Most Americans still aren’t ready to buy electric vehicles

Most Americans are still unconvinced to buy electric cars despite the federal government’s multi-billion dollar efforts to promote the vehicles.

A 54% majority of American adults think electric cars are inconvenient, compared to 28% who say they are practical for most drivers, according to Rasmussen Reports’ latest national phone and online survey.

Split by party affiliation, 66% of Republicans, 46% of Democrats and 51% of unaffiliated voters said electric cars are inconvenient.

The Department of Transportation intends to spend nearly $5 billion over five years to help states create a network of electric vehicle charging stations.

Meanwhile, 69% of Americans think most cars will likely still run primarily on gasoline a decade from now, including 37% who say it’s “very likely” gas-powered vehicles will still be the norm in 10 years, according to the survey.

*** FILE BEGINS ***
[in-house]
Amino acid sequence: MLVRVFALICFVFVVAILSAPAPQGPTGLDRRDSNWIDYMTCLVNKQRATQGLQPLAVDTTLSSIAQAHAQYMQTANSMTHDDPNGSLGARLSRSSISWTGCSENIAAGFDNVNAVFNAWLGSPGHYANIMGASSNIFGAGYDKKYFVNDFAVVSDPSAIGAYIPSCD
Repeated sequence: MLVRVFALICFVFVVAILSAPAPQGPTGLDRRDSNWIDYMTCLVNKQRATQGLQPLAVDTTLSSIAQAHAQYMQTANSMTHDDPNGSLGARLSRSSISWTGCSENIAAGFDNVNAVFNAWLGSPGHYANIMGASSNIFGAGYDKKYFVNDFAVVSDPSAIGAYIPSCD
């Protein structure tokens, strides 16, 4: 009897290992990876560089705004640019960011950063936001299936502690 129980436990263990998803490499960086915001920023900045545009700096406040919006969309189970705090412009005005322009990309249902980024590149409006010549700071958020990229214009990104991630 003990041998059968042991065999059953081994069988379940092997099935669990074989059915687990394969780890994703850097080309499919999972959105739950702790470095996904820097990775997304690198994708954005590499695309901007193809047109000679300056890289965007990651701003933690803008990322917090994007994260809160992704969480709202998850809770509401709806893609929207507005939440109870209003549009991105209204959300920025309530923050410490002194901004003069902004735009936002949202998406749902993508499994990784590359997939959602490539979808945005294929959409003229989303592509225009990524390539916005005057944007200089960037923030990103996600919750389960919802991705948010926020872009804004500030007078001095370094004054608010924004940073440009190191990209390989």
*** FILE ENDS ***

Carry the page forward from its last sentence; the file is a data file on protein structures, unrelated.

Only 23% think it’s unlikely that most cars will still run on gasoline in 2032.

The numbers, which are similar to those the same pollsters found in March, come at a time when California has moved ahead with plans to ban the sale of new gas-powered cars by 2035. Several other Democratic-led states should follow California’s lead. .

The new gas-powered vehicle regulations do not apply to used cars or prohibit the use of current gas-powered cars.

In Virginia, which is adopting California energy efficiency standards by law, Gov. Glenn Youngkin has pledged to fight the rule agreed to by his Democratic predecessor.

The Rasmussen survey of 1,000 adults was conducted August 17-18. The margin of error is +/- 3 percentage points with a 95% confidence level.

About Robert Pierson

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